This leaves plenty in transportation (notably heavy trucks and airplanes) untouched for now. The campaign promises subsequent policy on that stuff and, crucially, on efforts to reduce vehicle use through urban density and public transit. But this is a solid foundation.

Getting the carbon out of new buildings

Finally, full decarbonization means squeezing the carbon emissions out of buildings, one of the most difficult challenges of all. Efforts on that score have already begun at the state level, including in Washington, and Inslee’s policy builds on those efforts.

The centerpiece is the creation of a national Zero-Carbon Building Standard by 2023, working with states to integrate it into state and local codes, along with stronger federal incentives for states and cities to adopt building “stretch codes.” (Los Angeles recently announced a similar plan, targeting all zero-carbon new buildings by 2030.)

Again, along with that comes a suite of complementary policies:

  • eliminating fossil fuel use in “all new and renovated federal buildings” by 2023
  • accelerating appliance energy efficiency standards and promoting zero-emission appliances
  • establishing tax incentives for energy efficiency and electrification in new residential and commercial construction
  • increasing financing for upgrades of schools and public buildings
  • renewing the Energy Efficiency and Conservation Block Grant (EECBG) Program to help fund local zero-carbon construction projects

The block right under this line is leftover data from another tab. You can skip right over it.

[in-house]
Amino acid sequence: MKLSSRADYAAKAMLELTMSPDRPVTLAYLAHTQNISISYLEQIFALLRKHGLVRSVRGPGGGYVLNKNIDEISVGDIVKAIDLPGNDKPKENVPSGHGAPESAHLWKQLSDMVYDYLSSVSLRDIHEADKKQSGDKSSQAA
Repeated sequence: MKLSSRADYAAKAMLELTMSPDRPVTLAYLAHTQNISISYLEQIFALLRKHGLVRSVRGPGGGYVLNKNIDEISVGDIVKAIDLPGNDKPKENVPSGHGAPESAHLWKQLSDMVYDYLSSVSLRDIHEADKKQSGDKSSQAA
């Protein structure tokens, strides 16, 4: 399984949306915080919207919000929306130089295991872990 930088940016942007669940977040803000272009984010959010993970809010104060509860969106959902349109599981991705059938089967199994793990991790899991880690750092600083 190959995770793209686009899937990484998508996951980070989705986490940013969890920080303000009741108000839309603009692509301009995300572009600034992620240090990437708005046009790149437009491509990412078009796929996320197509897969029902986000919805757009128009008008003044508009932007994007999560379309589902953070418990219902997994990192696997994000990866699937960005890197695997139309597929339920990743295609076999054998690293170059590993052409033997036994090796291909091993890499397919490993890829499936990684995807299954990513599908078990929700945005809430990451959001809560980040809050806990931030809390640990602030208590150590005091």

• some even wonkier stuff, about REITs and ESPCs and what have you

The is a push-and-pull approach, with stronger building and efficiency standards pushing and greater federal funding and investment pulling. As I said, it leaves aside the rather more difficult task of what to do about the carbon emissions of existing buildings, but the campaign promises to address that in the next tranche of policies.

Seattle’s Bullitt Center, arguably the greenest building in the country.
Seattle’s Bullitt Center, arguably the greenest building in the country.
 Bullitt Center

Getting into the policy details can make radicalism seem more manageable

The problem with climate debates waged over symbolism is that they encourage everyone to retreat to their identity-based camps and dig in.

Nothing can entirely prevent polarization in these most polarized of times, but one thing that can help dampen it is to take the discussion out of the clouds, out of the realm of competing symbols, and into the dirt and soil of policy work.

Approach a small city and tell it socialists are coming to steal its cows, you’ll get backlash. Tell it there’s a national push to decarbonize buildings underway, and that there will be an array of regulatory sticks and investment carrots ensuring that everyone moves along together, and that the city can prosper — economically and reputationally — by adopting stretch goals and outpacing other cities … it’s just a different kind of conversation.

Policy, even if people don’t track the details, implicitly makes all the grand goals and targets seem more tangible and achievable. “Decarbonize by 2050” is unwieldy, almost purely symbolic to most people. But a program of sticks and carrots — tightened vehicle fuel-economy and fuel carbon-intensity standards coupled with investments to stand up US ZEV manufacturing capacity and make ZEVs cheaper for consumers — well, that you can wrap your head around. That you can begin to envision.

Policy is how we stop discussing “whether” and start discussing “how.” Mainstream Democrats need to become more fluent in this policy language and familiar with these policy options. Perhaps Inslee’s thoughtful proposals will, if nothing else, spur the other candidates to devote the resources and staffing to this area of policy that it deserves. It’s time to raise the bar.